Good luck with that, champ. [Buy]
'It just happened' — the Iraq War’s first living Medal of Honor recipient recalls his harrowing fight against 5 insurgents
On Nov, 10, 2004, Army Staff Sgt. David Bellavia knew that he stood a good chance of dying as he tried to save his squad.
Bellavia survived the intense enemy fire and went on to single-handedly kill five insurgents as he cleared a three-story house in Fallujah during the iconic battle for the city. For his bravery that day, President Trump will present Bellavia with the Medal of Honor on Tuesday, making him the first living Iraq war veteran to receive the award.
In an interview with Task & Purpose, Bellavia recalled that the house where he fought insurgents was dark and filled with putrid water that flowed from broken pipes. The battle itself was an assault on his senses: The stench from the water, the darkness inside the home, and the sounds of footsteps that seemed to envelope him.
With the Imperial Japanese Army hot on his heels, Oscar Leonard says he barely slipped away from getting caught in the grueling Bataan Death March in 1942 by jumping into a choppy bay in the dark of the night, clinging to a log and paddling to the Allied-fortified island of Corregidor.
After many weeks of fighting there and at Mindanao, he was finally captured by the Japanese and spent the next several years languishing under brutal conditions in Filipino and Japanese World War II POW camps.
Now, having just turned 100 years old, the Antioch resident has been recognized for his 42-month ordeal as a prisoner of war, thanks to the efforts of his friends at the Brentwood VFW Post #10789 and Congressman Jerry McNerney.
McNerney, Brentwood VFW Commander Steve Todd and Junior Vice Commander John Bradley helped obtain a POW award after doing research and requesting records to surprise Leonard during a birthday party last month.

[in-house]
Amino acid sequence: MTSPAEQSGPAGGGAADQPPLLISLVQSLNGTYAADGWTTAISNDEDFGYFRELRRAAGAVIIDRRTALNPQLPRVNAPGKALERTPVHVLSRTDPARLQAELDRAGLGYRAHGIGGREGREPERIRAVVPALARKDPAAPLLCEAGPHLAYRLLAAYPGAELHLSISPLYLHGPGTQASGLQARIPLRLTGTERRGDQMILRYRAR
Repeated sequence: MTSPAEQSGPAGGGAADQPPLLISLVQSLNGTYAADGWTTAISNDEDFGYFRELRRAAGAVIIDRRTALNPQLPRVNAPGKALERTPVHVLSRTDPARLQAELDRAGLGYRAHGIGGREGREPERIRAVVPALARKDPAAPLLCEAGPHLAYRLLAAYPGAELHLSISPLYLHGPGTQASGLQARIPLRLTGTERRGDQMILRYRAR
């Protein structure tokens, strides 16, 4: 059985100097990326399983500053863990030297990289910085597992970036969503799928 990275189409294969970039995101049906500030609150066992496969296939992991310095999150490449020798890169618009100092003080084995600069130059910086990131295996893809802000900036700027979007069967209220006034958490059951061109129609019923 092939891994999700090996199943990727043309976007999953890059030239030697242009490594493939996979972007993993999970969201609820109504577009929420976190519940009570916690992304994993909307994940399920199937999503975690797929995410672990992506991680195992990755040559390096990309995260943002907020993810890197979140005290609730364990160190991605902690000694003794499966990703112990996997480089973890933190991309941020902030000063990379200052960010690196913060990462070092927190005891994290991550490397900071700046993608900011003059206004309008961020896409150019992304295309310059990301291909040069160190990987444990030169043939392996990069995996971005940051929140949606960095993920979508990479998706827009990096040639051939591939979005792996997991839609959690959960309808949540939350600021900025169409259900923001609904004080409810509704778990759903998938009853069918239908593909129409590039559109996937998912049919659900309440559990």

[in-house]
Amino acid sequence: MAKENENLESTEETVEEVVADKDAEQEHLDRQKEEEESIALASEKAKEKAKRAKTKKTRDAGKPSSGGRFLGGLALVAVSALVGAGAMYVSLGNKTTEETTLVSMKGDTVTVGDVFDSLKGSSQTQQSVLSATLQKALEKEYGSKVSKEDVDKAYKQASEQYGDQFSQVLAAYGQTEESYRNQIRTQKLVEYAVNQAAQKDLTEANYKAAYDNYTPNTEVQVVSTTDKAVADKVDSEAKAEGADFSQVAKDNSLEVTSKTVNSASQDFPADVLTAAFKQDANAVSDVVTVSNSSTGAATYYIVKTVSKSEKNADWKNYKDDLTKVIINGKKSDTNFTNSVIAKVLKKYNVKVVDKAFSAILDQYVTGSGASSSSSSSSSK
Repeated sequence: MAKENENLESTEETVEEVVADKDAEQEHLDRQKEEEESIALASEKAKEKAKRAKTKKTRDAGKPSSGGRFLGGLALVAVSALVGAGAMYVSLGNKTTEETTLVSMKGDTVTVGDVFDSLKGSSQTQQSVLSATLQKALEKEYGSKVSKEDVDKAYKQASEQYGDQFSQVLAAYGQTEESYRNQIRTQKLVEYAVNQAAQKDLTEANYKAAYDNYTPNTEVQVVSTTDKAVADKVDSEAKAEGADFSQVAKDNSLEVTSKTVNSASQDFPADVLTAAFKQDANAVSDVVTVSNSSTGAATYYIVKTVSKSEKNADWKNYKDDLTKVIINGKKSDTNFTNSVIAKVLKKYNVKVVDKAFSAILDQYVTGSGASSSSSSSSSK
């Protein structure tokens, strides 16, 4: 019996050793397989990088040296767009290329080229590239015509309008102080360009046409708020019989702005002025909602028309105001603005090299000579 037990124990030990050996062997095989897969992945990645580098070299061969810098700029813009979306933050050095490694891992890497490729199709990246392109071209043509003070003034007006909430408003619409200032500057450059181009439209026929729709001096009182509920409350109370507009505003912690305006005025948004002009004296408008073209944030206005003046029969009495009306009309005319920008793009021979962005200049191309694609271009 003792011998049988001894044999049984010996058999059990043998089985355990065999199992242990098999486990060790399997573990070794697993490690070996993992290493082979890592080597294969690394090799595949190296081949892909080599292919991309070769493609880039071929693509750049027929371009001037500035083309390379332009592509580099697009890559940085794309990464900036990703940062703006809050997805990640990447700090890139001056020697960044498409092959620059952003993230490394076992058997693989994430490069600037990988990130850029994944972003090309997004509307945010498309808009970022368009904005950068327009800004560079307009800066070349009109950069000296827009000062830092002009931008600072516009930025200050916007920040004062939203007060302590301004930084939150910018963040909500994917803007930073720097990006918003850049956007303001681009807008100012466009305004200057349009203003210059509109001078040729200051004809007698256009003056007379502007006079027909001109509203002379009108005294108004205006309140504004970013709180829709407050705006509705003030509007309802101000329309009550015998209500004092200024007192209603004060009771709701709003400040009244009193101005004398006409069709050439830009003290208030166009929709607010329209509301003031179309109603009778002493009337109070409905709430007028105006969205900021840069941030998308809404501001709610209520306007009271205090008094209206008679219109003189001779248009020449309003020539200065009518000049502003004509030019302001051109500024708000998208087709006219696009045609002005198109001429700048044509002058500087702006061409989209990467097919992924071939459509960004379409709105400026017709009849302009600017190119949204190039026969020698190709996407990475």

Hundreds of Marines will join their British counterparts at a massive urban training center this summer that will test the leathernecks' ability to fight a tech-savvy enemy in a crowded city filled with innocent civilians.
The North Carolina-based Kilo Company, 3rd Battalion, 8th Marines, will test drones, robots and other high-tech equipment at Muscatatuck Urban Training Center near Butlerville, Indiana, in August.
They'll spend weeks weaving through underground tunnels and simulating fires in a mock packed downtown city center. They'll also face off against their peers, who will be equipped with off-the-shelf drones and other gadgets the enemy is now easily able to bring to the fight.
It's the start of a four-year effort, known as Project Metropolis, that leaders say will transform the way Marines train for urban battles. The effort is being led by the Marine Corps Warfighting Laboratory, based in Quantico, Virginia. It comes after service leaders identified a troubling problem following nearly two decades of war in the Middle East: adversaries have been studying their tactics and weaknesses, and now they know how to exploit them.
WASHINGTON/RIYADH (Reuters) - President Donald Trump imposed new U.S. sanctions onIran on Monday following Tehran's downing of an unmanned American drone and said the measures would target Iranian Supreme Leader Ayatollah Ali Khamenei.
Trump told reporters he was signing an executive order for the sanctions amid tensions between the United States and Iran that have grown since May, when Washington ordered all countries to halt imports of Iranian oil.
Trump also said the sanctions would have been imposed regardless of the incident over the drone. He said the supreme leaders was ultimately responsible for what Trump called "the hostile conduct of the regime."
"Sanctions imposed through the executive order ... will deny the Supreme Leader and the Supreme Leader's office, and those closely affiliated with him and the office, access to key financial resources and support," Trump said.
While it can be difficult to peg down just how star-spangled a state is, one indicator is the rate at which citizens enlist in the military, especially during the United States' longest period of sustained conflict. At least, that's the thinking behind WalletHub's new study, 2019's Most Patriotic States in America.